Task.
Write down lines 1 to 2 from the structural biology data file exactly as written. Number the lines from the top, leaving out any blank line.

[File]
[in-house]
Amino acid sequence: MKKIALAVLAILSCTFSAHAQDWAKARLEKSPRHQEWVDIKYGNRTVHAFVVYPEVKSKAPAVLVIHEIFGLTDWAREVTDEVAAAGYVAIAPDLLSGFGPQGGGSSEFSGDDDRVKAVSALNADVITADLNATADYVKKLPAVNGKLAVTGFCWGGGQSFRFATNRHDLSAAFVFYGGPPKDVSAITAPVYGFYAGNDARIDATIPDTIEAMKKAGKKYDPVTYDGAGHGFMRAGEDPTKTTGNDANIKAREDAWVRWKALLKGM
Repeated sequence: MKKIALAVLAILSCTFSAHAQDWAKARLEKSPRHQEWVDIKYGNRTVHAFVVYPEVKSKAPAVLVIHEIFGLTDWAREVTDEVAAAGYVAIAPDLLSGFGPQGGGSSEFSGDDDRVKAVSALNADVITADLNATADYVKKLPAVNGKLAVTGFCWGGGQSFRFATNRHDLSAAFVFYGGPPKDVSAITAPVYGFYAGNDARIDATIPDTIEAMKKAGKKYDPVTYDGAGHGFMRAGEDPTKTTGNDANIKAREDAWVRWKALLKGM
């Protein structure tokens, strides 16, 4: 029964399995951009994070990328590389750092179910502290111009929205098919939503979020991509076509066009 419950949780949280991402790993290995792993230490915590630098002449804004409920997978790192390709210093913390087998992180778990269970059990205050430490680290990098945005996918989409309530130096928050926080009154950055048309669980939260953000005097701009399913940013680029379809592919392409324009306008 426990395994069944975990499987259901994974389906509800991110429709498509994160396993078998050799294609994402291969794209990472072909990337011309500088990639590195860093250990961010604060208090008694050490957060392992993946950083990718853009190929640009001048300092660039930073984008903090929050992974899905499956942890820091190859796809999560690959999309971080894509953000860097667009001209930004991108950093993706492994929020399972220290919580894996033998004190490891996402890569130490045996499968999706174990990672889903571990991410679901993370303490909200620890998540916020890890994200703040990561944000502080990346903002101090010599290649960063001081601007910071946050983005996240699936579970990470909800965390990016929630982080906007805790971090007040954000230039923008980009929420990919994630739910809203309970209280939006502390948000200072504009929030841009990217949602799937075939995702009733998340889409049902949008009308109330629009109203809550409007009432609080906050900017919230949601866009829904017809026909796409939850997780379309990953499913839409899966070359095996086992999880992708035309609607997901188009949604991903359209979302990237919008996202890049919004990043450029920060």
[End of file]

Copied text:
[in-house]
Amino acid sequence: MKKIALAVLAILSCTFSAHAQDWAKARLEKSPRHQEWVDIKYGNRTVHAFVVYPEVKSKAPAVLVIHEIFGLTDWAREVTDEVAAAGYVAIAPDLLSGFGPQGGGSSEFSGDDDRVKAVSALNADVITADLNATADYVKKLPAVNGKLAVTGFCWGGGQSFRFATNRHDLSAAFVFYGGPPKDVSAITAPVYGFYAGNDARIDATIPDTIEAMKKAGKKYDPVTYDGAGHGFMRAGEDPTKTTGNDANIKAREDAWVRWKALLKGM